QUITO, Ecuador — Before the arrival of Spanish colonizers some 500 years ago, Indians in what is now Ecuador dipped their arrowheads in venom extracted from the phantasmal poison frog to doom their victims to convulsive death, scientists believe.
More recently, epibatidine — the chemical which paralyzed and killed the Indians’ enemies — has been isolated to produce a pain killer 200 times more powerful than morphine, but without that drug’s addictive and toxic side effects.
Pharmaceutical companies have not yet brought epibatidine to market but hope to discover other chemicals with powerful properties in frogs, which are a traditional source of medicine and food for many of Ecuador’s Indians.
They may want to hurry because the treasure trove of the world’s frogs and toads is disappearing at a catastrophic rate. And it’s not just potential medicines which could be vanishing but creatures of beauty.
“Frogs and toads are becoming extinct all over the world. It’s the same magnitude event as the extinction of the dinosaurs,” said Luis Coloma, a herpetologist, or scientist dedicated to studying reptiles and amphibians, in Ecuador — the country with the third-greatest diversity of amphibians.
The thumb-sized jungle-dwelling phantasmal poison frog is an example of amphibian good looks, despite its macabre associations. It is bright red with fluorescent green stripes.
At least two out of five of the 3,046 amphibian types in the Americas — home to 53 percent of known species — are threatened with extinction, according to a recent report titled “Disappearing Jewels” by lobby group NatureServe.
Nine amphibians, including eight frogs and a salamander, have become extinct in the Americas in the last 100 years, including five since 1980, according to the report. Scientists have also been unable to find representatives of another 117 species, which are also possibly extinct.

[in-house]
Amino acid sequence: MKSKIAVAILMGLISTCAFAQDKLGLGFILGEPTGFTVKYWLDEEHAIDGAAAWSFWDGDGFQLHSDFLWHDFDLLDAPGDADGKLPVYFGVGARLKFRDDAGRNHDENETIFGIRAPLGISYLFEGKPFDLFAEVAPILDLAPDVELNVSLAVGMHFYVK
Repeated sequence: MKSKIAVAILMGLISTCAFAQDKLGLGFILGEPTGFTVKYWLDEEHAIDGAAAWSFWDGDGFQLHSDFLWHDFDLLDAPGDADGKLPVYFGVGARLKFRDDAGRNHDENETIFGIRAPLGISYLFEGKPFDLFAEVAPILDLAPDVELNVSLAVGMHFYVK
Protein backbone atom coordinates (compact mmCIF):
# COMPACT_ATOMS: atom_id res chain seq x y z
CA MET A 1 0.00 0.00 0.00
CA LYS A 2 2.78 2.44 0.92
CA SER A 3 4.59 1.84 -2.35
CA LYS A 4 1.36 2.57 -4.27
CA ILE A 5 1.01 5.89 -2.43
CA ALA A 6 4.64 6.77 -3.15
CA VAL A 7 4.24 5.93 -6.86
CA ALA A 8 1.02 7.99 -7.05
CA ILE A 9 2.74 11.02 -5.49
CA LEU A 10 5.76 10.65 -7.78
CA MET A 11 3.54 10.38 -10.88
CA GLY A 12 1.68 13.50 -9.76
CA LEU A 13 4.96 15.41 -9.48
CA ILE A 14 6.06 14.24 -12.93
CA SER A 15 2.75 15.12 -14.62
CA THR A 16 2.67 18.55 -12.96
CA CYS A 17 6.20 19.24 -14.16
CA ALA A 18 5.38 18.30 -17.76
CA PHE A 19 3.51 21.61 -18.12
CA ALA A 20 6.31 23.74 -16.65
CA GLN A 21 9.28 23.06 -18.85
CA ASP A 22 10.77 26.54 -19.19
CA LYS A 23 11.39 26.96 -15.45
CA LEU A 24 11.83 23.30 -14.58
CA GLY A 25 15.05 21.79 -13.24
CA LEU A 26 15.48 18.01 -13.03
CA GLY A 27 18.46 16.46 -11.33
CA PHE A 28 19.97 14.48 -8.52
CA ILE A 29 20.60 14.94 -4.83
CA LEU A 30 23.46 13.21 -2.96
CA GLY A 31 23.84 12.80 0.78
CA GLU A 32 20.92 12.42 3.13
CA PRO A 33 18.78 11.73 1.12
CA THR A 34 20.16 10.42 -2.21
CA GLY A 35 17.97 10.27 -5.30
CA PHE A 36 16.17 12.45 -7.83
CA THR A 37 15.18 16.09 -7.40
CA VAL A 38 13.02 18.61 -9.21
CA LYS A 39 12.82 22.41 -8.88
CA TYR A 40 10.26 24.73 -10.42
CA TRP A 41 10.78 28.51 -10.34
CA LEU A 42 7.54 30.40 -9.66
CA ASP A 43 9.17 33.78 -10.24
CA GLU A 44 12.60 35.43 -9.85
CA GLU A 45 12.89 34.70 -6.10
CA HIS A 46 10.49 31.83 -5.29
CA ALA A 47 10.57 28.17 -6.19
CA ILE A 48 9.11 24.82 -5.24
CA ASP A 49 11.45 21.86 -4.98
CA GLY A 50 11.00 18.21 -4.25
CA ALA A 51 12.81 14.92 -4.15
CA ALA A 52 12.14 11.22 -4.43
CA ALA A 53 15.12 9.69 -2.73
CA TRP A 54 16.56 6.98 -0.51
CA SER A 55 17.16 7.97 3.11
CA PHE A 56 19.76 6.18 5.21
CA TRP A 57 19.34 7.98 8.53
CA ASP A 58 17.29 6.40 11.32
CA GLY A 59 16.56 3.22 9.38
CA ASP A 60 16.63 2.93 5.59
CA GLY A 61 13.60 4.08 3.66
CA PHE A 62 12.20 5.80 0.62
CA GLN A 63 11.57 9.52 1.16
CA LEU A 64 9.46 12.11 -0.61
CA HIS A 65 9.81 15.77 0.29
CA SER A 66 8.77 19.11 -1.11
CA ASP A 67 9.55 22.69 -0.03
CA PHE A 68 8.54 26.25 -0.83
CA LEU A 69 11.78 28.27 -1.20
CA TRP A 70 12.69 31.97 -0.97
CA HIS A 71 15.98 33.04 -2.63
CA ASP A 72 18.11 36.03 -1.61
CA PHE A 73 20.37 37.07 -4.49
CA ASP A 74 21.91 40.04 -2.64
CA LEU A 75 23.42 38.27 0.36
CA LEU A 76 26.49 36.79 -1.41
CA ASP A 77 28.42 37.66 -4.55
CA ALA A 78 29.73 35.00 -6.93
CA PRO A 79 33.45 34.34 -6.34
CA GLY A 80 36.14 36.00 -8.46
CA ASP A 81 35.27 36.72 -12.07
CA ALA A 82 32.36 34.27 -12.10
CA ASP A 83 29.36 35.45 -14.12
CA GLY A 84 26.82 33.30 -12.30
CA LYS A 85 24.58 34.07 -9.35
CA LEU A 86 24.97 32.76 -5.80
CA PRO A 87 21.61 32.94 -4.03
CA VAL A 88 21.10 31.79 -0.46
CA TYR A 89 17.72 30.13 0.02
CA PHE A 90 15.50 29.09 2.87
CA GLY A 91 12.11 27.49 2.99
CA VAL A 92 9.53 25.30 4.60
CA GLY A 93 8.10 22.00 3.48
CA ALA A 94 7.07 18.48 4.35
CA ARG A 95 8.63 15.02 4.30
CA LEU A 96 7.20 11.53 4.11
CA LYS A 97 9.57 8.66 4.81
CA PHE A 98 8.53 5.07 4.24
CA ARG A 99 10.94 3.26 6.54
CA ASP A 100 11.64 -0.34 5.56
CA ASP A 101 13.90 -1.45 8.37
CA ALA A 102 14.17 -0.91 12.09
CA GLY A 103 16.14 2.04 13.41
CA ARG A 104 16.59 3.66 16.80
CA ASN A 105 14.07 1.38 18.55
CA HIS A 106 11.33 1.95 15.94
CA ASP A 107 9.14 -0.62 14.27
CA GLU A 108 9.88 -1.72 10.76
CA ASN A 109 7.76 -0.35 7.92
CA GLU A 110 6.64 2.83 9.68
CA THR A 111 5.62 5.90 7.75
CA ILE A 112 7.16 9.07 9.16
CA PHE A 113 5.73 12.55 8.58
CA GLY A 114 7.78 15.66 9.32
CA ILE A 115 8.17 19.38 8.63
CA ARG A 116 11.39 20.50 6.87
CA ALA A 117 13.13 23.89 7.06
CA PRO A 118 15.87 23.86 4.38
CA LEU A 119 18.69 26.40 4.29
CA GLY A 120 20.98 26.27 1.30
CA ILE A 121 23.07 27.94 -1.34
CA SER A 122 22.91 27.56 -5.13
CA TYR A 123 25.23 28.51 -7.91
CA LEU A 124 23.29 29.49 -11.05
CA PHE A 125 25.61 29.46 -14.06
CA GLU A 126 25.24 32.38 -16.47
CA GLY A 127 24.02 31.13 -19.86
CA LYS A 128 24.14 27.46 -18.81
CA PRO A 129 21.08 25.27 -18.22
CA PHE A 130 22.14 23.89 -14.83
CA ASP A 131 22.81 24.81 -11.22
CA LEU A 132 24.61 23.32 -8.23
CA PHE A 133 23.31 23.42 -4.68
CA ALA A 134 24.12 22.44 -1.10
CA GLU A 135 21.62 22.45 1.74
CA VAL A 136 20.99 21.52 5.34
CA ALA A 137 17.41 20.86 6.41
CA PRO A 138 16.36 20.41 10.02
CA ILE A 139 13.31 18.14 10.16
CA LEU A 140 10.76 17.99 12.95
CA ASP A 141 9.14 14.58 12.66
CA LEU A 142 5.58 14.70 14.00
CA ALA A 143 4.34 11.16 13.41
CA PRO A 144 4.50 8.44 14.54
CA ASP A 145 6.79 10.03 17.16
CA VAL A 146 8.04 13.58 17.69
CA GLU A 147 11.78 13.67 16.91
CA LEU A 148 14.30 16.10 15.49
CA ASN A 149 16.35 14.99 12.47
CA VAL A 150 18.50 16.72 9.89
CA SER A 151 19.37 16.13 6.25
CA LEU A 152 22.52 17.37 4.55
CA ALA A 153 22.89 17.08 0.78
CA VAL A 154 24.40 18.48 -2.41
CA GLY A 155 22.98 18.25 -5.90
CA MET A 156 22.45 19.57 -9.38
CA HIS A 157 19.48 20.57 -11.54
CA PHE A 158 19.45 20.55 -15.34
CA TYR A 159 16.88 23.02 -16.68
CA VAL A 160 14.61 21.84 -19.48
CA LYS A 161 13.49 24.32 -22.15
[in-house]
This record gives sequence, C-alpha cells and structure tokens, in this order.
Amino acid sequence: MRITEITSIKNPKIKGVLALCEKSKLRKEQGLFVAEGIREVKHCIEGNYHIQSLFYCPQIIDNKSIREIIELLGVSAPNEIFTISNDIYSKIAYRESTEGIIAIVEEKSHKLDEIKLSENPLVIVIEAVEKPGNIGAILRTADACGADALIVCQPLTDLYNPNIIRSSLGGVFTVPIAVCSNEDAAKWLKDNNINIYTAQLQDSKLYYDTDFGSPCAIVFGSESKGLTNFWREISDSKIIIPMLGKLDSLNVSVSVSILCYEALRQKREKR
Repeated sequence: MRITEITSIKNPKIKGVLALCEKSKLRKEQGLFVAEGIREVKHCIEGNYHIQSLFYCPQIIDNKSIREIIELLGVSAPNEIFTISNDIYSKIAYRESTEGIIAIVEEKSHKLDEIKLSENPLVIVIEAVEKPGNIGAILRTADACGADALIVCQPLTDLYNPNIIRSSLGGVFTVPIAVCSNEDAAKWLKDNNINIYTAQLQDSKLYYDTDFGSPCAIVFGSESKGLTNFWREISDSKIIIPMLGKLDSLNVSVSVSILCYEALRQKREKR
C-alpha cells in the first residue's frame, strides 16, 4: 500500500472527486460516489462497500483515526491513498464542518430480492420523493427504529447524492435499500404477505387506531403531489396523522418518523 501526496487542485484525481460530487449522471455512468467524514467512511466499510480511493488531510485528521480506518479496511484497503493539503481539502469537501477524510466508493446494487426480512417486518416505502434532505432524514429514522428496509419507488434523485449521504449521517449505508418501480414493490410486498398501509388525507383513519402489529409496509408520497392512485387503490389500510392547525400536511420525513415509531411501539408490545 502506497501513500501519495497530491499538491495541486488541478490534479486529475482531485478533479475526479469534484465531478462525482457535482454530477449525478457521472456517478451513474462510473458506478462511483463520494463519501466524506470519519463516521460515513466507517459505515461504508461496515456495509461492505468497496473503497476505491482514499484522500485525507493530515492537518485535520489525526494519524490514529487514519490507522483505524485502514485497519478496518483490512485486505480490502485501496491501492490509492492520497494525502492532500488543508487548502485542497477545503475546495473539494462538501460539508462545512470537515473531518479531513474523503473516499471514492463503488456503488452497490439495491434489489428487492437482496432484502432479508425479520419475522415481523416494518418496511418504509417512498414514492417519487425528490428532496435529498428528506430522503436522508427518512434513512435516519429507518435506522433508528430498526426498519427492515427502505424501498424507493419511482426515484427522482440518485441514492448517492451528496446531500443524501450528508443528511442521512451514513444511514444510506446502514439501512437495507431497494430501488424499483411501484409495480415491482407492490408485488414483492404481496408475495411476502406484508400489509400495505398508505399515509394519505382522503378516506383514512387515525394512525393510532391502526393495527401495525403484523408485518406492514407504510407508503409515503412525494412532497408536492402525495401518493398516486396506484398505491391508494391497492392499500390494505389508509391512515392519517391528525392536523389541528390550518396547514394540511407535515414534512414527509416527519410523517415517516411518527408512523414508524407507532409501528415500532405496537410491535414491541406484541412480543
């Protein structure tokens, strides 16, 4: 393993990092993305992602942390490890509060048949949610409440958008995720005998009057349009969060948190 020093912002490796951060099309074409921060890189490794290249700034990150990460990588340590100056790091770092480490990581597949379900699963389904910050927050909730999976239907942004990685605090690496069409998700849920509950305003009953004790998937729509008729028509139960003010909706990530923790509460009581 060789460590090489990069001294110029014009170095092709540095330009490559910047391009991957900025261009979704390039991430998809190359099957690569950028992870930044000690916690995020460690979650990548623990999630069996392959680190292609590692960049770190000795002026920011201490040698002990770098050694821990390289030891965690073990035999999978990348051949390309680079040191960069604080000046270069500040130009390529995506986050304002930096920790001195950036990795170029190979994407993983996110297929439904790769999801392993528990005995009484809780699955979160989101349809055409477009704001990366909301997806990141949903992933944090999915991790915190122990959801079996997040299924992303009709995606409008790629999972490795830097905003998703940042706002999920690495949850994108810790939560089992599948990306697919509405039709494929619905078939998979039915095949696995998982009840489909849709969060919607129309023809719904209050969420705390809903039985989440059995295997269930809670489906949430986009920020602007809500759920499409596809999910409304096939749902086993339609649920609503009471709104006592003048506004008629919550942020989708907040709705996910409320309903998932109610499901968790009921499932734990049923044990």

Toads and frogs are dying out under pressure from the expansion of agriculture, forestry, pollution, disease and climate change, NatureServe said.
“Amphibians are disappearing before our eyes,” the report said.
Scientists fear they could be indicator species — a sign of possible future damage to other parts of the ecosystem because frogs and toads are especially vulnerable and thus are the first to disappear.
“Disappearing amphibians break links in the food chain, with often unpredictable effects on other organisms,” the report said.
Governments should strengthen controls at existing nature reserves and encourage the breeding of endangered species in captivity if they are to save frogs, NatureServe says.
They should also foster research on the recently discovered chytrid fungal disease, which is killing frogs, and educate the public about the plight of amphibians, it said.
“We have to change the idea that they are ugly and slimy. They are beautiful, diverse species, just like hummingbirds or butterflies,” said Martin Bustamante, herpetologist at Ecuador’s Catholic University.
The Catholic University possesses one of the largest collections of captive live frogs in the Americas, and, to boost public awareness of frogs and toads and their tribulations, it recently staged an exhibition of some of its charges in the capital Quito.
The jungles and mountains of Ecuador are home to 417 species of frogs and toads, of which more than a third are classed as vulnerable or in critical danger of extinction. In the Americas, only Colombia and Mexico are home to more endangered amphibians, according to NatureServe.
Carlos Andrade/Reuters/AMNH Photo